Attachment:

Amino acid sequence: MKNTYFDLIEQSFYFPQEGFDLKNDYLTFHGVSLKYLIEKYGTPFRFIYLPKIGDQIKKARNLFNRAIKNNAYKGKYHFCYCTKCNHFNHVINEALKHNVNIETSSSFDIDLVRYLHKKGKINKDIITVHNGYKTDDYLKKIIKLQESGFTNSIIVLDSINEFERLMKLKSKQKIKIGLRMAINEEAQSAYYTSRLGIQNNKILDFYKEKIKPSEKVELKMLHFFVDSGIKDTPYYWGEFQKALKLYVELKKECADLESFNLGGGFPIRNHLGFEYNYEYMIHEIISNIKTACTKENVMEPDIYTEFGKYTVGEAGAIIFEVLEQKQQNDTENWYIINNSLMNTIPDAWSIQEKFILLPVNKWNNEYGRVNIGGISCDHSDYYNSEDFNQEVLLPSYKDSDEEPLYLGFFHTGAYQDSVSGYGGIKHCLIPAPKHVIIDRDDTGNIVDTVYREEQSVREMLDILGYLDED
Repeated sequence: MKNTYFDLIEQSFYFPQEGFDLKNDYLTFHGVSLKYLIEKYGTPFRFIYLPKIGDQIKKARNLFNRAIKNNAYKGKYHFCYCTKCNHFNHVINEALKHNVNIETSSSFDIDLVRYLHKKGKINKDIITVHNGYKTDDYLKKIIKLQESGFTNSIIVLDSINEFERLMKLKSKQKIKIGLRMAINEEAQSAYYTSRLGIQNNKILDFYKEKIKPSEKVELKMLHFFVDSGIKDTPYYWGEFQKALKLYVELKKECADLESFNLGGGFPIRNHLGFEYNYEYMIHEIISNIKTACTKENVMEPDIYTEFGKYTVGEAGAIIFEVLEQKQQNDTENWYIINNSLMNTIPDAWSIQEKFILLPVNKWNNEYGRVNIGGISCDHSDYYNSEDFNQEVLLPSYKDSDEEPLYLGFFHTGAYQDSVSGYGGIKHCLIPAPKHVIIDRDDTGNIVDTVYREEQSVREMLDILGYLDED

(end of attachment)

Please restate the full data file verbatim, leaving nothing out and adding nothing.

Amino acid sequence: MKNTYFDLIEQSFYFPQEGFDLKNDYLTFHGVSLKYLIEKYGTPFRFIYLPKIGDQIKKARNLFNRAIKNNAYKGKYHFCYCTKCNHFNHVINEALKHNVNIETSSSFDIDLVRYLHKKGKINKDIITVHNGYKTDDYLKKIIKLQESGFTNSIIVLDSINEFERLMKLKSKQKIKIGLRMAINEEAQSAYYTSRLGIQNNKILDFYKEKIKPSEKVELKMLHFFVDSGIKDTPYYWGEFQKALKLYVELKKECADLESFNLGGGFPIRNHLGFEYNYEYMIHEIISNIKTACTKENVMEPDIYTEFGKYTVGEAGAIIFEVLEQKQQNDTENWYIINNSLMNTIPDAWSIQEKFILLPVNKWNNEYGRVNIGGISCDHSDYYNSEDFNQEVLLPSYKDSDEEPLYLGFFHTGAYQDSVSGYGGIKHCLIPAPKHVIIDRDDTGNIVDTVYREEQSVREMLDILGYLDED
Repeated sequence: MKNTYFDLIEQSFYFPQEGFDLKNDYLTFHGVSLKYLIEKYGTPFRFIYLPKIGDQIKKARNLFNRAIKNNAYKGKYHFCYCTKCNHFNHVINEALKHNVNIETSSSFDIDLVRYLHKKGKINKDIITVHNGYKTDDYLKKIIKLQESGFTNSIIVLDSINEFERLMKLKSKQKIKIGLRMAINEEAQSAYYTSRLGIQNNKILDFYKEKIKPSEKVELKMLHFFVDSGIKDTPYYWGEFQKALKLYVELKKECADLESFNLGGGFPIRNHLGFEYNYEYMIHEIISNIKTACTKENVMEPDIYTEFGKYTVGEAGAIIFEVLEQKQQNDTENWYIINNSLMNTIPDAWSIQEKFILLPVNKWNNEYGRVNIGGISCDHSDYYNSEDFNQEVLLPSYKDSDEEPLYLGFFHTGAYQDSVSGYGGIKHCLIPAPKHVIIDRDDTGNIVDTVYREEQSVREMLDILGYLDED